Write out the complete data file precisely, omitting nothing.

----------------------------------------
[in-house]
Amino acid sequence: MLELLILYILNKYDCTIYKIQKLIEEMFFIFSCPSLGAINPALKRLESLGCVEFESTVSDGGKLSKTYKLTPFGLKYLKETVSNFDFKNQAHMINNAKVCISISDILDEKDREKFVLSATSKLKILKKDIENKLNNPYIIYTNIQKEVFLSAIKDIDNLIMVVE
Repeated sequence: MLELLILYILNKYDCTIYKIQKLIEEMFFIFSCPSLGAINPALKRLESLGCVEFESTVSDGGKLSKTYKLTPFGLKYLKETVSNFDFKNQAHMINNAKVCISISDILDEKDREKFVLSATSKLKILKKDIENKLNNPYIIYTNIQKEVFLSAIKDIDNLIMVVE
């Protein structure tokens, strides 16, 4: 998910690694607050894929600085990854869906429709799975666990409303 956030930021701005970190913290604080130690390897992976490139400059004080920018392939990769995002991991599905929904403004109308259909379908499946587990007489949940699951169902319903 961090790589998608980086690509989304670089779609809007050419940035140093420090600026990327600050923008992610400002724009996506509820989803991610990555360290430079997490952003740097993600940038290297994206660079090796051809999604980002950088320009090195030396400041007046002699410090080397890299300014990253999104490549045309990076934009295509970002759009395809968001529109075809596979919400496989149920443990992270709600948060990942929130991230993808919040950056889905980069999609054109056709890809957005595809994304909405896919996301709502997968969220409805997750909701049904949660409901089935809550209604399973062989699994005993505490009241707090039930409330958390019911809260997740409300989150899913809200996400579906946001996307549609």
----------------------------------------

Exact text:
[in-house]
Amino acid sequence: MLELLILYILNKYDCTIYKIQKLIEEMFFIFSCPSLGAINPALKRLESLGCVEFESTVSDGGKLSKTYKLTPFGLKYLKETVSNFDFKNQAHMINNAKVCISISDILDEKDREKFVLSATSKLKILKKDIENKLNNPYIIYTNIQKEVFLSAIKDIDNLIMVVE
Repeated sequence: MLELLILYILNKYDCTIYKIQKLIEEMFFIFSCPSLGAINPALKRLESLGCVEFESTVSDGGKLSKTYKLTPFGLKYLKETVSNFDFKNQAHMINNAKVCISISDILDEKDREKFVLSATSKLKILKKDIENKLNNPYIIYTNIQKEVFLSAIKDIDNLIMVVE
């Protein structure tokens, strides 16, 4: 998910690694607050894929600085990854869906429709799975666990409303 956030930021701005970190913290604080130690390897992976490139400059004080920018392939990769995002991991599905929904403004109308259909379908499946587990007489949940699951169902319903 961090790589998608980086690509989304670089779609809007050419940035140093420090600026990327600050923008992610400002724009996506509820989803991610990555360290430079997490952003740097993600940038290297994206660079090796051809999604980002950088320009090195030396400041007046002699410090080397890299300014990253999104490549045309990076934009295509970002759009395809968001529109075809596979919400496989149920443990992270709600948060990942929130991230993808919040950056889905980069999609054109056709890809957005595809994304909405896919996301709502997968969220409805997750909701049904949660409901089935809550209604399973062989699994005993505490009241707090039930409330958390019911809260997740409300989150899913809200996400579906946001996307549609």